Publishing 2.0 points to news that TimesSelect is to come to an end. It is mostly an interesting piece that scares the hell out of the publisher for profit in me. Given the calls from other quarters to free our content on the web the idea that we cannot then capitalise on that content and are destined to be squeezed out is unsettling:
The new economics of media make charging for content nearly impossible because there is always someone else producing similar content for free — even if the free content isn’t “as good as” the paid content by some meaningful metric, it doesn’t matter because there’s so much content of at least proximate quality that the paid content provider has virtually no pricing power. As smart, talented, and insightful as the New York Times columnists behind the paid wall are, the are too many other smart, talented, insightful commentators publishing their thoughts on the web for free.
The WSJ.com remains the last great bastion of paid content on the web, and with the News Corp acquisition, the pressure to tear down the walls will likely be too great to resi[s]ts. Even if it’s true that the WSJ has the highest quality business content bar none, the web is so awash in good, great, and utterly crappy business content, all free, that WSJ is holding onto its paid subscribers through sheer brand strength alone.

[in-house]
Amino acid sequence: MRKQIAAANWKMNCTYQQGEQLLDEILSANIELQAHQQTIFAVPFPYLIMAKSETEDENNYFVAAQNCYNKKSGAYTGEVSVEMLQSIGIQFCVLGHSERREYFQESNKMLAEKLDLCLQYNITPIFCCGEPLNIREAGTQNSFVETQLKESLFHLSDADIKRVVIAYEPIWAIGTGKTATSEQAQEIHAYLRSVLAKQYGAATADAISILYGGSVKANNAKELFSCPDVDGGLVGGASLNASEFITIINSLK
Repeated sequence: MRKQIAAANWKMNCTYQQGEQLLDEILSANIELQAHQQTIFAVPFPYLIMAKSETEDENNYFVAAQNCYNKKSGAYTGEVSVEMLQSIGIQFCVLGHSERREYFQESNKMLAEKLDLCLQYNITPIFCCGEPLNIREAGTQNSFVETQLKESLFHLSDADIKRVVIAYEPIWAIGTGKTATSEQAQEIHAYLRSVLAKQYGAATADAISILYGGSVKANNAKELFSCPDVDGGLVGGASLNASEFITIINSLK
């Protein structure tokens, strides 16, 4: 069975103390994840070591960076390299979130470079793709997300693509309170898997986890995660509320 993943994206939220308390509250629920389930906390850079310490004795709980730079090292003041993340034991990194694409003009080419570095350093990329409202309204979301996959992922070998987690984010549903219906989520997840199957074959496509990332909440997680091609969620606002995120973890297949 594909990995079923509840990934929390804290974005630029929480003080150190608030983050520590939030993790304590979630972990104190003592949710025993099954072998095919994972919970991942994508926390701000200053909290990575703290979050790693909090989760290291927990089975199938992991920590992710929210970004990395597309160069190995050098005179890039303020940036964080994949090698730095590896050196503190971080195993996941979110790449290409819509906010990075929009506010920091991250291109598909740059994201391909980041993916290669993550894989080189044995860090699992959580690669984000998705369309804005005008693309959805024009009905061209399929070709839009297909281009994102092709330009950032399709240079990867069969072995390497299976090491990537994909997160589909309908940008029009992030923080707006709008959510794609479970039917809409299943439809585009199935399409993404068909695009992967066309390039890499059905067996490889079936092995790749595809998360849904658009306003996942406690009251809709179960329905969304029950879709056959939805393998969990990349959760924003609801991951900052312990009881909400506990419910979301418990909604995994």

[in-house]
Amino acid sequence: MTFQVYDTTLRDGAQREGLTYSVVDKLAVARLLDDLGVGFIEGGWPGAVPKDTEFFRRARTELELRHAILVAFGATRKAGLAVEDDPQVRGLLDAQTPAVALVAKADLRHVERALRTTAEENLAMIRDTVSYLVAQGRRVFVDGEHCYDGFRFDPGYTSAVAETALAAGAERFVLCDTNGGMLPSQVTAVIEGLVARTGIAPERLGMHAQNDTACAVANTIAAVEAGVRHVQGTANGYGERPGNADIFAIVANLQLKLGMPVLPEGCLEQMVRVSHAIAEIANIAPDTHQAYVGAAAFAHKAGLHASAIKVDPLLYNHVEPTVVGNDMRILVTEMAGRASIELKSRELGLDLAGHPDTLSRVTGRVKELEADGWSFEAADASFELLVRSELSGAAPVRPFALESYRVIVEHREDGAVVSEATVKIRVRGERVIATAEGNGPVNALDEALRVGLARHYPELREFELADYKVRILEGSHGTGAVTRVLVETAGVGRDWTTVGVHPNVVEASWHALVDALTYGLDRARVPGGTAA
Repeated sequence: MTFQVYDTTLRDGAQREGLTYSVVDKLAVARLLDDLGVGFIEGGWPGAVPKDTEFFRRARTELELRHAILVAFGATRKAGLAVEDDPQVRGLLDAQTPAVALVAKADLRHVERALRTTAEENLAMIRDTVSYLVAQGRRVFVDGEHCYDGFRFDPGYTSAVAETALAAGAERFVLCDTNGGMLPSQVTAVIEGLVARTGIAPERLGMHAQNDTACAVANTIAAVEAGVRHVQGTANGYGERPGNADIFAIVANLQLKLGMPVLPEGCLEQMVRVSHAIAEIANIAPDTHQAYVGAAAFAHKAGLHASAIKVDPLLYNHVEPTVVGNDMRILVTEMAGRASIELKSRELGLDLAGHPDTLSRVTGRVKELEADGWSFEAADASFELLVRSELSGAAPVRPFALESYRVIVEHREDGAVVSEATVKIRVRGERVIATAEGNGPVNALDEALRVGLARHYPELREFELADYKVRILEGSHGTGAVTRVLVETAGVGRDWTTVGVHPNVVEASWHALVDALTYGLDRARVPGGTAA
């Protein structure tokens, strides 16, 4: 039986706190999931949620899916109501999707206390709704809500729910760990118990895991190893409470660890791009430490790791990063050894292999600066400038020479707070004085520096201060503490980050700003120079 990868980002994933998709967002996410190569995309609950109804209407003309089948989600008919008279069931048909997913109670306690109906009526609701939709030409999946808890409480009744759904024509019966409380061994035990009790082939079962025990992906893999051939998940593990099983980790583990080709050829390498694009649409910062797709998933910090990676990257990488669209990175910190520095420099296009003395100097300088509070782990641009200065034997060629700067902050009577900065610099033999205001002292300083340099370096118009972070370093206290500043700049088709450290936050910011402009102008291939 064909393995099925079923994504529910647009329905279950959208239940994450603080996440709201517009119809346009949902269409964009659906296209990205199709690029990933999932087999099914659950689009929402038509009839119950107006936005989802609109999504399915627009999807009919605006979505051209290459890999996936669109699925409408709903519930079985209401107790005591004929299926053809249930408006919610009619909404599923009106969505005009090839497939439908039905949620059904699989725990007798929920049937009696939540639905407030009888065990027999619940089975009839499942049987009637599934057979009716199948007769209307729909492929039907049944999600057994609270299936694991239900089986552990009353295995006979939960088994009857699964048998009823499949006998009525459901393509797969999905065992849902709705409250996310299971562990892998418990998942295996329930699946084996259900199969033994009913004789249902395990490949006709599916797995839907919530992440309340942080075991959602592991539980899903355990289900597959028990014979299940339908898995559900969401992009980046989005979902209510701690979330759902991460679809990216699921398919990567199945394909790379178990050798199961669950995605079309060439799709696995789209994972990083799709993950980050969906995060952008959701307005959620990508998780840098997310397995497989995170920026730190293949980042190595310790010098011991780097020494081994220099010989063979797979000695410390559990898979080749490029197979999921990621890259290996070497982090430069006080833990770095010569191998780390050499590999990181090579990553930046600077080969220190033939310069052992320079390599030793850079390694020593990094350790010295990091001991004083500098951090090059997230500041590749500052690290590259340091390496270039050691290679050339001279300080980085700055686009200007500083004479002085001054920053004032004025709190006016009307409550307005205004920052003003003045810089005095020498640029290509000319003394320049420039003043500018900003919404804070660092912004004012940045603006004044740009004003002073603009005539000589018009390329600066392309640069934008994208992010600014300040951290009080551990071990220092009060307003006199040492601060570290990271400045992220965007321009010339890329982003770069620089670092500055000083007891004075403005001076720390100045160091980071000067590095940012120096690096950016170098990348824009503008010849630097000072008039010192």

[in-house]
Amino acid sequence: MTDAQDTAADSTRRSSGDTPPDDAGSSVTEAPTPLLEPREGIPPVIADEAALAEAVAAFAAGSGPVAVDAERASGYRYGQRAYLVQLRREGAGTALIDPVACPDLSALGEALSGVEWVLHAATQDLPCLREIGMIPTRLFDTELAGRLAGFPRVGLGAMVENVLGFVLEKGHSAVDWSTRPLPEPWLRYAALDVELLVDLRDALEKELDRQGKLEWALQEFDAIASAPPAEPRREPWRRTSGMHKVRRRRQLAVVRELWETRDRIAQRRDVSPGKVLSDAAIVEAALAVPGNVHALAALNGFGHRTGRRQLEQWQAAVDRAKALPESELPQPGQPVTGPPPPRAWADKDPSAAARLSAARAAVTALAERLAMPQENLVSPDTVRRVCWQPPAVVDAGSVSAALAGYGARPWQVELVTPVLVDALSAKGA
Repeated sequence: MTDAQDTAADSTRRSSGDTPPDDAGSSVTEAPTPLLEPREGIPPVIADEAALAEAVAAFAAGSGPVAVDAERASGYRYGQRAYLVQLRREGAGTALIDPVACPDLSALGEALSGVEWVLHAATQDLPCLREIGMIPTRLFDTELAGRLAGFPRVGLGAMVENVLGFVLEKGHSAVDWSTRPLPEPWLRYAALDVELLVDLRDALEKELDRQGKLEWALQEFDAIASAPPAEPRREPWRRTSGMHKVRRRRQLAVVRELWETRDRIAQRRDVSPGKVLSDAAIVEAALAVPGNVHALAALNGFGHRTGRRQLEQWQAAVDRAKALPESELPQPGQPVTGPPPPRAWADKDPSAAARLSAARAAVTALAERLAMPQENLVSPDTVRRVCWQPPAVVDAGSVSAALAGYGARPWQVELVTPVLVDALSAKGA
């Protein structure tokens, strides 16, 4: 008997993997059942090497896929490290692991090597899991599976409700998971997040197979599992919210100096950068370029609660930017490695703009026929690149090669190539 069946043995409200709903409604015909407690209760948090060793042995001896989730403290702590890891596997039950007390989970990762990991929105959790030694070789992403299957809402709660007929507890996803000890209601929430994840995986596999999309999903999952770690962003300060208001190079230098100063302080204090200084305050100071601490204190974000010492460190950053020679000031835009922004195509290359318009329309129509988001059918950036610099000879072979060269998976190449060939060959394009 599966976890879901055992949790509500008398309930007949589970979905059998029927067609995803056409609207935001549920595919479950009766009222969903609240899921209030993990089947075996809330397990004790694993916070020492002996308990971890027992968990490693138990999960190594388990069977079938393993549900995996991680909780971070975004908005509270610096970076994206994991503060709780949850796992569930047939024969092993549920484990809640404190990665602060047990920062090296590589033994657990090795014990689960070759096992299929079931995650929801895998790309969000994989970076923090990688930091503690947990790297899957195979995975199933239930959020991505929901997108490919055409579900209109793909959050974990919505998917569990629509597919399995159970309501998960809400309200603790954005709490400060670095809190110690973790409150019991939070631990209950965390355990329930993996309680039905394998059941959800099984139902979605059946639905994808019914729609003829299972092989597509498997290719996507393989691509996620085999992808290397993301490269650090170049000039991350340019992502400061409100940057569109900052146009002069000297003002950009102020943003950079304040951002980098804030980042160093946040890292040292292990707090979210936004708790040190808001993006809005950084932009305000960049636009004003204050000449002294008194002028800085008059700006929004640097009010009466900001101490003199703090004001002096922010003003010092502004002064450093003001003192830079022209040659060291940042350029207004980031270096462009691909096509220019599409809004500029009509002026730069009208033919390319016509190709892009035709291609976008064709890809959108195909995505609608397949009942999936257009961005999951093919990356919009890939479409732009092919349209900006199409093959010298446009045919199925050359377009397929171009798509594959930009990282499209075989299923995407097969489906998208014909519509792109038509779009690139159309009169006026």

I have to admit that it all seems odd because only back in March the Editor’s Weblog was telling me:
TimesSelect has a total of 639,000 subscribers, about two thirds of which receive it in complement to their home delivery subscriptions (about a third are online-only subscribers). Last December, TimesSelect had 609,000 subscribers.
This means that about 217,000 online-only subscribers at the end of February were bringing the Times a potential $10.8 million in subscription revenue.
That is my kind of money but can see how it is chump change for the NYT. Still if the New York Times cannot charge and the Wall Street Journal ought not to, then just how the hell will independents like Mercier make money online? Maybe reading Andrew Keen will help (on balance probably not)!
Thinking money & listening to Regin Spektor